MJ, I think you've provided the best reason so far for avoiding Taiwan Beer!

What was the name of your Top 40 single?
Jul. 2nd, 2009 04:43 pm (UTC)
Taiwan Beer isn't all the same
Every time I drink Heineken I get a headache. It doesn't taste good, but it feels even worse than it tastes. For me, that's the worst beer in Taiwan, and I have no clue why Taiwanese (or Americans) like it.

The regular Taiwan Beer in a can can be pretty bad. Gold Medal is a big upgrade from that, but it's not a craft beer--it's for a general audience and for having a decent shelf-life. The best Taiwan Beer (and it really is decent) is draft Taiwan Beer fresh. So you need to be real clear what you're drinking when it comes to Taiwan Beer.

There's a craft beer from a local microbrewery you might like if you haven't tried it yet. It's called North Taiwan Beer (Beitaiwan Pijiu). It's kind of like a cult hit, and you can only get it in certain restaurants or if you order in bulk directly from the brewery. I personally liked it a lot.
Jul. 3rd, 2009 04:54 am (UTC)
Re: Taiwan Beer isn't all the same
I've never thought it about before, but actually there isn't much difference in taste between Heineken and Taiwan Beer. That could explain its popularity here.

I've tried Taiwan Beer in all its various guises, and it always seems to me to be the same product in different packaging. I agree that draft is the best, but that's true in general for virtually every beer.

Thanks for the head-up about North Taiwan Beer - I'll keep an eye out for it. Craft beer is slowly crawling out of the woodwork in Taiwan (or should that be ferro-concrete, or corrugated metal?). Considering the fact that Taiwan Beer enjoyed a monopoly for decades on the beer market, it's going to take a while for microbreweries to overcome the damage done to local palates (my wife, for example, finds most of the beers I like to drink to be "too strong").
Jul. 3rd, 2009 05:01 am (UTC)
Great conversation here.
The tall green glass bottle of Taiwan beer is pretty good. A six pack of Taiwan Beer for what 166NT - it has to be ice cold.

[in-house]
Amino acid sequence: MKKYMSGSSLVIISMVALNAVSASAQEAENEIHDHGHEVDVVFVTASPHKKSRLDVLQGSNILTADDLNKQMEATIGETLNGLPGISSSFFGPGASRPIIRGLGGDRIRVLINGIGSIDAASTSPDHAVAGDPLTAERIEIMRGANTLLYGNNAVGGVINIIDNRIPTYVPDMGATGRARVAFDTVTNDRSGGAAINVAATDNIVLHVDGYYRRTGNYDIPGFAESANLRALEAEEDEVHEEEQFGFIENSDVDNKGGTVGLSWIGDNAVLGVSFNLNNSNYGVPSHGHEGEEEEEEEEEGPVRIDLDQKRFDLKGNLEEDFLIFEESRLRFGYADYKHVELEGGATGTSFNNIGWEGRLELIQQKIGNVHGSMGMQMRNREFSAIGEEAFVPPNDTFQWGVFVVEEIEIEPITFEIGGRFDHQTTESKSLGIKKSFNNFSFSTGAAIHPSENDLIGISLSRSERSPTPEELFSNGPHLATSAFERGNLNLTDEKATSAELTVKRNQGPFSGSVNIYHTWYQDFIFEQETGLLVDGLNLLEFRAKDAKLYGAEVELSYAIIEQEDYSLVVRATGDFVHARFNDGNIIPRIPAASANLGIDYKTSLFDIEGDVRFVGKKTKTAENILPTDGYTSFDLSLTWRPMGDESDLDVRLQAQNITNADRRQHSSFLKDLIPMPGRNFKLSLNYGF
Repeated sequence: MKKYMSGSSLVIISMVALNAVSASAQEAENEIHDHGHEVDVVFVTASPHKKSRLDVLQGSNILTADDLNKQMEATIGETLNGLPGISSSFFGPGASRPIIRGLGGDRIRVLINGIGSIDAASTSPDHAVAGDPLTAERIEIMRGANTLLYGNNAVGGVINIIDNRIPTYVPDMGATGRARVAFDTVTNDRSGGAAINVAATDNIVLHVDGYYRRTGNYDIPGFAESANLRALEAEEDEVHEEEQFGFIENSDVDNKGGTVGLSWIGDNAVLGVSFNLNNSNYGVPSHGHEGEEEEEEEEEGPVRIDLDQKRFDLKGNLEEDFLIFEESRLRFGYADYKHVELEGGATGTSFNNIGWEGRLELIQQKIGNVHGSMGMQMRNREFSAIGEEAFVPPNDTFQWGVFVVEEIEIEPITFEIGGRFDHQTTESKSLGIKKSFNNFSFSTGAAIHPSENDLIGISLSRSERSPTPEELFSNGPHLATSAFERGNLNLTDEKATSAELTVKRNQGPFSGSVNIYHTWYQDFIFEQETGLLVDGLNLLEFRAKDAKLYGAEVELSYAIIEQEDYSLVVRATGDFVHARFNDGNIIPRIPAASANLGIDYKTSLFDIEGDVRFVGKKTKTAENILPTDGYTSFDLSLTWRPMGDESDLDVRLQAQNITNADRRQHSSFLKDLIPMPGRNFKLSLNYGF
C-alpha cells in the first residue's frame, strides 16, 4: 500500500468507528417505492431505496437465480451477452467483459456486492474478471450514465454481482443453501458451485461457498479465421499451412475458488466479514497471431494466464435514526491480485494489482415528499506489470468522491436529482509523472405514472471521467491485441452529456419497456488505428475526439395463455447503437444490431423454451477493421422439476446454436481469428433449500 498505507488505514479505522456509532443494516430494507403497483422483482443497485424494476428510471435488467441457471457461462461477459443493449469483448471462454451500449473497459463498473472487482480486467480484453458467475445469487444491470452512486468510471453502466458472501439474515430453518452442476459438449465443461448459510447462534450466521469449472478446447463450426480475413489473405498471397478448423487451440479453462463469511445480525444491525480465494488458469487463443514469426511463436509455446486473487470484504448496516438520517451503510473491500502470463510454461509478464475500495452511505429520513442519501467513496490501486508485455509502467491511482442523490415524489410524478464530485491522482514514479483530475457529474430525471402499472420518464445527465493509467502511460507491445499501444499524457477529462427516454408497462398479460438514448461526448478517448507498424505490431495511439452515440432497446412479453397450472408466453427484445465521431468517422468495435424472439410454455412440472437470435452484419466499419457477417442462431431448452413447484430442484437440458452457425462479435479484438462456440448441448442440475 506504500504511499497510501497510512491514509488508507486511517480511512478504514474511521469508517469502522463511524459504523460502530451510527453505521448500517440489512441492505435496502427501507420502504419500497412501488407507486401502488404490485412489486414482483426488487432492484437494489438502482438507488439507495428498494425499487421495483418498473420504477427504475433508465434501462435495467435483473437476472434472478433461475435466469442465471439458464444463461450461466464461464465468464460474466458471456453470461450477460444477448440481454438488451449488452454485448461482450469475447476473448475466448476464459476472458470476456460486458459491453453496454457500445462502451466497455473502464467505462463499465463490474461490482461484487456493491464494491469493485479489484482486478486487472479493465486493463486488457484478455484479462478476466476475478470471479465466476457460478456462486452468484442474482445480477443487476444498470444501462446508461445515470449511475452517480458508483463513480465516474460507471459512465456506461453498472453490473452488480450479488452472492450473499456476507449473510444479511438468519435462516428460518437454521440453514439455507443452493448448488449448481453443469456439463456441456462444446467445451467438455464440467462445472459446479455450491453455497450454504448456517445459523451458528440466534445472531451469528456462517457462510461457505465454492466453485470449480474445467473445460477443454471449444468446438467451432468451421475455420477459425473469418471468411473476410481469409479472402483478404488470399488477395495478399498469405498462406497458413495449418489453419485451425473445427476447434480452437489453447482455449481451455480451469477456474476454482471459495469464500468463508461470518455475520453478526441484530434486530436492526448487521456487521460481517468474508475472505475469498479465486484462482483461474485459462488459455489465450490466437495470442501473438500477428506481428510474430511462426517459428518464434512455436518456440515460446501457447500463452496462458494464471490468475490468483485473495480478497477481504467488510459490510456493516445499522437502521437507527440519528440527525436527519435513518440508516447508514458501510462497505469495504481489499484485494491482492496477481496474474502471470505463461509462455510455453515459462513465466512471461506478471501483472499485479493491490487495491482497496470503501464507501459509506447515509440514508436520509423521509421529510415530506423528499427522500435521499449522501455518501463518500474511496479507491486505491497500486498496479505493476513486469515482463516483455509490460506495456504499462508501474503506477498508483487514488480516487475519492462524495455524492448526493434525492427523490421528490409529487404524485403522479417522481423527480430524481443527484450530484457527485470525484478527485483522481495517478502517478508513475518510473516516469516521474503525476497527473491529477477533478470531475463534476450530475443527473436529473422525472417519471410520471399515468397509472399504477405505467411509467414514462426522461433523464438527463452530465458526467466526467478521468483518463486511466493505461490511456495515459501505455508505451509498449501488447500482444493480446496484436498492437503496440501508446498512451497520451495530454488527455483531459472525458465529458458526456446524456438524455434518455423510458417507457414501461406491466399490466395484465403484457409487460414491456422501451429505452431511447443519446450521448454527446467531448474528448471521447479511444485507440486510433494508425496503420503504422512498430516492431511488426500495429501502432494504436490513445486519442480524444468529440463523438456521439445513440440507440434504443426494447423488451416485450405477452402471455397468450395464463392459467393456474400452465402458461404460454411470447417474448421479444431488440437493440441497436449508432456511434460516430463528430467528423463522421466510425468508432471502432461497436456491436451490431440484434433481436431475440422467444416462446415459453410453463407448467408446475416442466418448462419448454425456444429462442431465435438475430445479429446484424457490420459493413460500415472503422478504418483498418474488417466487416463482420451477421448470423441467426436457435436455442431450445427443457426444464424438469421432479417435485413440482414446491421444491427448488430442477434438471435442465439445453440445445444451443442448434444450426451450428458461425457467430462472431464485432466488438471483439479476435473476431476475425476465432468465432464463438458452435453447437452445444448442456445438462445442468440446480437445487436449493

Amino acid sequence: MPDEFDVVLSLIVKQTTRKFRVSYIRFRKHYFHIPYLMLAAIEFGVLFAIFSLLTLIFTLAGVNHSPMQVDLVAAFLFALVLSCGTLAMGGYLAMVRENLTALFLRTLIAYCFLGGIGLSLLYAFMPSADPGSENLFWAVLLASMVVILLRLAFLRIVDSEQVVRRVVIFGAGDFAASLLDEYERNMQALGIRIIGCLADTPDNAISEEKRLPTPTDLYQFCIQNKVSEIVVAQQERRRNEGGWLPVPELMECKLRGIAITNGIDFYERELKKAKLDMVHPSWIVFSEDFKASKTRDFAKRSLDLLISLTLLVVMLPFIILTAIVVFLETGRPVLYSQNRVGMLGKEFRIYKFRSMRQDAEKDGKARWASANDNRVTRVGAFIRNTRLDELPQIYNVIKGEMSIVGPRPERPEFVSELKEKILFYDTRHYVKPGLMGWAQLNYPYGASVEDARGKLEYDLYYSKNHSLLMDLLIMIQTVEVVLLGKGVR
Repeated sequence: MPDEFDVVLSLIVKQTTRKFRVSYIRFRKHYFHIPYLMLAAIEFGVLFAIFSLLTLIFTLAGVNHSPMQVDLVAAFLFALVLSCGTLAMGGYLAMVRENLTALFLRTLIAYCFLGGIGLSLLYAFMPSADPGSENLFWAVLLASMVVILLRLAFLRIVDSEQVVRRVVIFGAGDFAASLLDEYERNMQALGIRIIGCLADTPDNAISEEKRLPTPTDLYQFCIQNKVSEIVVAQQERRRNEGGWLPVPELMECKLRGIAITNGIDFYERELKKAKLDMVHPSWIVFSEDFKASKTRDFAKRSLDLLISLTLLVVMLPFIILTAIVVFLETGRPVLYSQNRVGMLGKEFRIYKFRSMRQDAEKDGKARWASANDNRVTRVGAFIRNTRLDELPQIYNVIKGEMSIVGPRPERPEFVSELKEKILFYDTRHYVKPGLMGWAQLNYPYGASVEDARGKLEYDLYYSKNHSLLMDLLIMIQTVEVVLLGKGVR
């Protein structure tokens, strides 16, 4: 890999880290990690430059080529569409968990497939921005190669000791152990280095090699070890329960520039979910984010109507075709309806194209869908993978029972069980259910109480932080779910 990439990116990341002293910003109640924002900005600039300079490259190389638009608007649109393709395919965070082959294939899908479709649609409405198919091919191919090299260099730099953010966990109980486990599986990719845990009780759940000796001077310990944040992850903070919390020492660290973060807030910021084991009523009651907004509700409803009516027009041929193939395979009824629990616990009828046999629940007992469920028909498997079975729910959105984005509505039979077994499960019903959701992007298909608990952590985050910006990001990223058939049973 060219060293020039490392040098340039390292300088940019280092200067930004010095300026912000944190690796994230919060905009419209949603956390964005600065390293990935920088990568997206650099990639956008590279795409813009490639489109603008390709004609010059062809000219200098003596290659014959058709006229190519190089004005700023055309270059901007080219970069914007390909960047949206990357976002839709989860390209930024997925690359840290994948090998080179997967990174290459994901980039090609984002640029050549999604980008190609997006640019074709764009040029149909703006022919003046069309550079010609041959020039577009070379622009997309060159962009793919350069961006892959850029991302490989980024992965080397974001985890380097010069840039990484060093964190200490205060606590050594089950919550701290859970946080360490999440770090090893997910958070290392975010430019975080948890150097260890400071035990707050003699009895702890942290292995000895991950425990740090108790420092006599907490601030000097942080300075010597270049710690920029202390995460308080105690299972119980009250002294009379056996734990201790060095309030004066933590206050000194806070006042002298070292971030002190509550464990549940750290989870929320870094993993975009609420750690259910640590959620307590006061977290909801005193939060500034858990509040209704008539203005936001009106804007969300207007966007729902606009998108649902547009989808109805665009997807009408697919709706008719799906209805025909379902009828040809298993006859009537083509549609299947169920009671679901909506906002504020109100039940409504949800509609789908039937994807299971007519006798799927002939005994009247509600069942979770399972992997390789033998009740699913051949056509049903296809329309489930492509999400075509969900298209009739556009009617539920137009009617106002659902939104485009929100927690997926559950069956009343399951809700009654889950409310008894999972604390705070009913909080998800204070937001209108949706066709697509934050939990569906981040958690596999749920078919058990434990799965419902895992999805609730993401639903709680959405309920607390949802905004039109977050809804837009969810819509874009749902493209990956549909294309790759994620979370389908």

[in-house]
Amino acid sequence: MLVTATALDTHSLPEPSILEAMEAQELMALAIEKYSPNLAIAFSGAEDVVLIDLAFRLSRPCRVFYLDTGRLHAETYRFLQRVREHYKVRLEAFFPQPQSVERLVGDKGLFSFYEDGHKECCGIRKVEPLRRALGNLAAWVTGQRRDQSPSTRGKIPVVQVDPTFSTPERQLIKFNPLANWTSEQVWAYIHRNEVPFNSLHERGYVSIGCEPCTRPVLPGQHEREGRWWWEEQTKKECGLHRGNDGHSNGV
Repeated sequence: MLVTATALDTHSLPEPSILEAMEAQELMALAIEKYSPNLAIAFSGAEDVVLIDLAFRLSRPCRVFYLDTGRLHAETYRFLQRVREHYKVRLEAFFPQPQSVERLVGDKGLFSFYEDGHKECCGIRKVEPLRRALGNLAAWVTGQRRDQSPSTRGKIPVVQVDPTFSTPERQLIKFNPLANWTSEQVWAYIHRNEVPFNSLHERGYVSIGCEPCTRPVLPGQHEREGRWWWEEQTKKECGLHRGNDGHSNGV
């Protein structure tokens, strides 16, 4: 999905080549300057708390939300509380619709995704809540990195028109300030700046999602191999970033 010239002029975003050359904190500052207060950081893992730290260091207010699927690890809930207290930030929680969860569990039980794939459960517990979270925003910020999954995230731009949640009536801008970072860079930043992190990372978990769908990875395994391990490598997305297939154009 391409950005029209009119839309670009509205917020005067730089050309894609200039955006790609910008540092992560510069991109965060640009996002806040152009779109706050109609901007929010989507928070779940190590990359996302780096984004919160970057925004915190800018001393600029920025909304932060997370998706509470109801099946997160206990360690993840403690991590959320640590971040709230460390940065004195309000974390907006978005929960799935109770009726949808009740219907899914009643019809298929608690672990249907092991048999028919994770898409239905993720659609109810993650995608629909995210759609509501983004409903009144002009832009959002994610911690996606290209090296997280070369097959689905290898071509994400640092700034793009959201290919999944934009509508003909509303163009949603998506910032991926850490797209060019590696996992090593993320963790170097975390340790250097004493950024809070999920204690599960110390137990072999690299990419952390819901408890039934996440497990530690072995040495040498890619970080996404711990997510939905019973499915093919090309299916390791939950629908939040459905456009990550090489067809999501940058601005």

But I am still a solid Asahi man.

Jul. 3rd, 2009 03:29 pm (UTC)
Re: Beer
I rarely drank it when I lived in Japan, but Taiwan Beer has driven me into the warm embrace of Asahi Super Dry!

Funny that you mention ice cold - my first experience with Taiwan Beer was at a tea house in Taichung. It was served at room temperature, along with a glass full of ice cubes! That might explain why I'm not a fan of the stuff!

Jul. 6th, 2009 03:08 am (UTC)
reading this is very sad, KAMINOHE is tragic figure
Mr Kami,
reading your blog post for the first time, about TB, is sad. You are someone who seems to just compare compare compare Taiwan with some mythical paradise you call Japan, which in fact does not exist, but because you lived there before you came to Taiwan, you seem to dislike your life here, hate your life here, so why don't you go back to your precious Japan and drink your world famous beers there? Sir, life is not about what beers you drink? It is about human relations, day to day human interactions. If you are not happy in Taiwan, that's okay, find a place where you can be happy. But please stop whining and oomplaining here. You say you are 45 year old bloke? You seem more like immature 20 year old kid. Go back to your home country if you don't like it here, sir. I have never been to Japan and I am sure it is a nice country, why don't you go back there then? Since Taiwan sucks so much, why did you come here anyways? And if you raise your little daughter with your mindset that Taiwan sucks, why kind of father will you be? She will grow up to hate Taiwan, too, and that is sad. You should be setting an example, not hindering her. Blokes like you make me sick, although I am sure you are a nice guy beneath it all. Wake up and smell the flowers, mate. Or come live in Oz, we enjoy life here to the max. BEER? You actually rate a country around beer? You are a pathetic sad ugly american, even if you are canadian or UKish. Ugh. SHUT UP, mate. ever hear of that? just keep quiet. if ya aint got nottin good to say about Taiwan, shut the eff up. You worry about beer? omigod!
Jul. 6th, 2009 08:34 am (UTC)
Re: reading this is very sad, KAMINOHE is tragic figure
You don't have to call me "god", really (Kami=神)! And it's "Kaminoge" with a "g".

I may seem like an immature 20 year-old, but who is the one leaving abusive, anonymous comments on another person's blog, especially ones riddled with grammar, punctuation and spelling errors? Not exactly a sign of a mature, thoughtful person. For someone who states that life is about "human relations", why would you go to the time and trouble of leaving several nasty, anonymous rantings/ravings on a blog by someone you know nothing about, just because that person expressed an opinion about something as insignificant as a beer.

"...come live in Oz"